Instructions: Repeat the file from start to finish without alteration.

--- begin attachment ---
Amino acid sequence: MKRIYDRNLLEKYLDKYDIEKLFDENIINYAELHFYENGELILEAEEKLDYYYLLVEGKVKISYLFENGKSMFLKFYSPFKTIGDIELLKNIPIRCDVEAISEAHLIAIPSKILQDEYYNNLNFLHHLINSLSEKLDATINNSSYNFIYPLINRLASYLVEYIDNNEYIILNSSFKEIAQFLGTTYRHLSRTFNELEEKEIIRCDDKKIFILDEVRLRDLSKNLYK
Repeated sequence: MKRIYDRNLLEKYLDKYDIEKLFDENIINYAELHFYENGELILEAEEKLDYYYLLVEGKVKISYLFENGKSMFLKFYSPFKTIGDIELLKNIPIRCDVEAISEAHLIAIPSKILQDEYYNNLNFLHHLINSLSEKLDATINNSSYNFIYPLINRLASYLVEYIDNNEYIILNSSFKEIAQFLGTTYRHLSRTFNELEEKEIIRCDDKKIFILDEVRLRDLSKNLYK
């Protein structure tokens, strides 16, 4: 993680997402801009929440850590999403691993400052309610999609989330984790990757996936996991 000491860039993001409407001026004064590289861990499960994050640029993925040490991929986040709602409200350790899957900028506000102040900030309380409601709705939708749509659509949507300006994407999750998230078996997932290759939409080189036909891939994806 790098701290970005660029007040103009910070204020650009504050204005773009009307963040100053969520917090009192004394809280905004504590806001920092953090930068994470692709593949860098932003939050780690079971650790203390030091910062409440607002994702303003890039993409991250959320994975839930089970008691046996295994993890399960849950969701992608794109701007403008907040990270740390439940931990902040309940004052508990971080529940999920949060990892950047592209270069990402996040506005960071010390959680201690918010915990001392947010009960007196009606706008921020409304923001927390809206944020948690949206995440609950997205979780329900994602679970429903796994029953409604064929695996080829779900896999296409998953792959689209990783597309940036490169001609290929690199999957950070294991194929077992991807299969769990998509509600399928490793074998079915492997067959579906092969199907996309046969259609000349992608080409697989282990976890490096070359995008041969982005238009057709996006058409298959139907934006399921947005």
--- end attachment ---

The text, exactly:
Amino acid sequence: MKRIYDRNLLEKYLDKYDIEKLFDENIINYAELHFYENGELILEAEEKLDYYYLLVEGKVKISYLFENGKSMFLKFYSPFKTIGDIELLKNIPIRCDVEAISEAHLIAIPSKILQDEYYNNLNFLHHLINSLSEKLDATINNSSYNFIYPLINRLASYLVEYIDNNEYIILNSSFKEIAQFLGTTYRHLSRTFNELEEKEIIRCDDKKIFILDEVRLRDLSKNLYK
Repeated sequence: MKRIYDRNLLEKYLDKYDIEKLFDENIINYAELHFYENGELILEAEEKLDYYYLLVEGKVKISYLFENGKSMFLKFYSPFKTIGDIELLKNIPIRCDVEAISEAHLIAIPSKILQDEYYNNLNFLHHLINSLSEKLDATINNSSYNFIYPLINRLASYLVEYIDNNEYIILNSSFKEIAQFLGTTYRHLSRTFNELEEKEIIRCDDKKIFILDEVRLRDLSKNLYK
């Protein structure tokens, strides 16, 4: 993680997402801009929440850590999403691993400052309610999609989330984790990757996936996991 000491860039993001409407001026004064590289861990499960994050640029993925040490991929986040709602409200350790899957900028506000102040900030309380409601709705939708749509659509949507300006994407999750998230078996997932290759939409080189036909891939994806 790098701290970005660029007040103009910070204020650009504050204005773009009307963040100053969520917090009192004394809280905004504590806001920092953090930068994470692709593949860098932003939050780690079971650790203390030091910062409440607002994702303003890039993409991250959320994975839930089970008691046996295994993890399960849950969701992608794109701007403008907040990270740390439940931990902040309940004052508990971080529940999920949060990892950047592209270069990402996040506005960071010390959680201690918010915990001392947010009960007196009606706008921020409304923001927390809206944020948690949206995440609950997205979780329900994602679970429903796994029953409604064929695996080829779900896999296409998953792959689209990783597309940036490169001609290929690199999957950070294991194929077992991807299969769990998509509600399928490793074998079915492997067959579906092969199907996309046969259609000349992608080409697989282990976890490096070359995008041969982005238009057709996006058409298959139907934006399921947005």